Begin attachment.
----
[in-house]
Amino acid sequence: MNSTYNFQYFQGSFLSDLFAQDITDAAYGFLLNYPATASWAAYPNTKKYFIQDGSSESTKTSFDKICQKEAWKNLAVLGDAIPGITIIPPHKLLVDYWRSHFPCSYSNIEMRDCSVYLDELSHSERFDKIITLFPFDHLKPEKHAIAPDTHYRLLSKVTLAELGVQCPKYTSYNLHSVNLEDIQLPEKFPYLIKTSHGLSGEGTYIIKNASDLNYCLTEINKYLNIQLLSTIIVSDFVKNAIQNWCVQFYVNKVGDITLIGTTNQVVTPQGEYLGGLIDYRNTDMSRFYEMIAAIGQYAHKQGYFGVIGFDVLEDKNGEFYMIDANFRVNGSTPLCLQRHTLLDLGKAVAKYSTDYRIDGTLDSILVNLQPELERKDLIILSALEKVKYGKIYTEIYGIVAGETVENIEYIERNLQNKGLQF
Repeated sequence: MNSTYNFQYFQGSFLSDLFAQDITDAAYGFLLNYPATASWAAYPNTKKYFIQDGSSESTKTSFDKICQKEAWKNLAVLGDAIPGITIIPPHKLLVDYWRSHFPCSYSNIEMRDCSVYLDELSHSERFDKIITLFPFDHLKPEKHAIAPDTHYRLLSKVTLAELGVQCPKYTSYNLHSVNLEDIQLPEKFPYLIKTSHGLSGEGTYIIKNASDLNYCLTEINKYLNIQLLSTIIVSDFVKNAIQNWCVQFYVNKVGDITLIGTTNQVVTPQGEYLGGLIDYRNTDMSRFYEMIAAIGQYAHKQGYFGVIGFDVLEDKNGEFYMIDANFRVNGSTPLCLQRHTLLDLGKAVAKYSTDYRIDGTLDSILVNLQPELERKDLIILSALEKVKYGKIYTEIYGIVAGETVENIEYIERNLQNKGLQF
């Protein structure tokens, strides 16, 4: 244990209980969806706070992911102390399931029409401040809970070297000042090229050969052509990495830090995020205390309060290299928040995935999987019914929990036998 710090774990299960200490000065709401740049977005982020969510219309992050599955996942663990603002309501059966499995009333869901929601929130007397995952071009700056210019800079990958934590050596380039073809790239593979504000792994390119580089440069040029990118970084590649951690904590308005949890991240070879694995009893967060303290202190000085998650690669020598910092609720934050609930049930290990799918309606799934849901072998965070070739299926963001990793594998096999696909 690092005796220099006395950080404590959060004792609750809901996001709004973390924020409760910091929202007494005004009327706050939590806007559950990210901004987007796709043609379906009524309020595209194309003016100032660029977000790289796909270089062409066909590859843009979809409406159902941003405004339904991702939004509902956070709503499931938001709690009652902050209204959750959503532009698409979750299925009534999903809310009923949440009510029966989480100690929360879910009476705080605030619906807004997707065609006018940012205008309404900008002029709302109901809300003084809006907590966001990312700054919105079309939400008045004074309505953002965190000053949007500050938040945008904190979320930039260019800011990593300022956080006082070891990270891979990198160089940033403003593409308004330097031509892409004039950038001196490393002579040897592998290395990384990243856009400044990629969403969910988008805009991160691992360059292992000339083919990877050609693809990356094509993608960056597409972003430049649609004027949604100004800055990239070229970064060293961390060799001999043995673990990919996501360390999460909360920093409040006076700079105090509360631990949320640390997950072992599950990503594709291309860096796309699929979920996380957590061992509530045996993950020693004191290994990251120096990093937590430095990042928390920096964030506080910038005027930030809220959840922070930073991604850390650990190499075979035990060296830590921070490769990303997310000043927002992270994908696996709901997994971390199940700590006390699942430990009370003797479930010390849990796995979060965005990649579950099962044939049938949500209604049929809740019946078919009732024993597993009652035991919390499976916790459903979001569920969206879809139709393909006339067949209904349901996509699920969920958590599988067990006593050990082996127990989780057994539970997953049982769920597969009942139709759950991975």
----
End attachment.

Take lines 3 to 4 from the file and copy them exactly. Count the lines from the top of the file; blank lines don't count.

Repeated sequence: MNSTYNFQYFQGSFLSDLFAQDITDAAYGFLLNYPATASWAAYPNTKKYFIQDGSSESTKTSFDKICQKEAWKNLAVLGDAIPGITIIPPHKLLVDYWRSHFPCSYSNIEMRDCSVYLDELSHSERFDKIITLFPFDHLKPEKHAIAPDTHYRLLSKVTLAELGVQCPKYTSYNLHSVNLEDIQLPEKFPYLIKTSHGLSGEGTYIIKNASDLNYCLTEINKYLNIQLLSTIIVSDFVKNAIQNWCVQFYVNKVGDITLIGTTNQVVTPQGEYLGGLIDYRNTDMSRFYEMIAAIGQYAHKQGYFGVIGFDVLEDKNGEFYMIDANFRVNGSTPLCLQRHTLLDLGKAVAKYSTDYRIDGTLDSILVNLQPELERKDLIILSALEKVKYGKIYTEIYGIVAGETVENIEYIERNLQNKGLQF
């Protein structure tokens, strides 16, 4: 244990209980969806706070992911102390399931029409401040809970070297000042090229050969052509990495830090995020205390309060290299928040995935999987019914929990036998 710090774990299960200490000065709401740049977005982020969510219309992050599955996942663990603002309501059966499995009333869901929601929130007397995952071009700056210019800079990958934590050596380039073809790239593979504000792994390119580089440069040029990118970084590649951690904590308005949890991240070879694995009893967060303290202190000085998650690669020598910092609720934050609930049930290990799918309606799934849901072998965070070739299926963001990793594998096999696909 690092005796220099006395950080404590959060004792609750809901996001709004973390924020409760910091929202007494005004009327706050939590806007559950990210901004987007796709043609379906009524309020595209194309003016100032660029977000790289796909270089062409066909590859843009979809409406159902941003405004339904991702939004509902956070709503499931938001709690009652902050209204959750959503532009698409979750299925009534999903809310009923949440009510029966989480100690929360879910009476705080605030619906807004997707065609006018940012205008309404900008002029709302109901809300003084809006907590966001990312700054919105079309939400008045004074309505953002965190000053949007500050938040945008904190979320930039260019800011990593300022956080006082070891990270891979990198160089940033403003593409308004330097031509892409004039950038001196490393002579040897592998290395990384990243856009400044990629969403969910988008805009991160691992360059292992000339083919990877050609693809990356094509993608960056597409972003430049649609004027949604100004800055990239070229970064060293961390060799001999043995673990990919996501360390999460909360920093409040006076700079105090509360631990949320640390997950072992599950990503594709291309860096796309699929979920996380957590061992509530045996993950020693004191290994990251120096990093937590430095990042928390920096964030506080910038005027930030809220959840922070930073991604850390650990190499075979035990060296830590921070490769990303997310000043927002992270994908696996709901997994971390199940700590006390699942430990009370003797479930010390849990796995979060965005990649579950099962044939049938949500209604049929809740019946078919009732024993597993009652035991919390499976916790459903979001569920969206879809139709393909006339067949209904349901996509699920969920958590599988067990006593050990082996127990989780057994539970997953049982769920597969009942139709759950991975």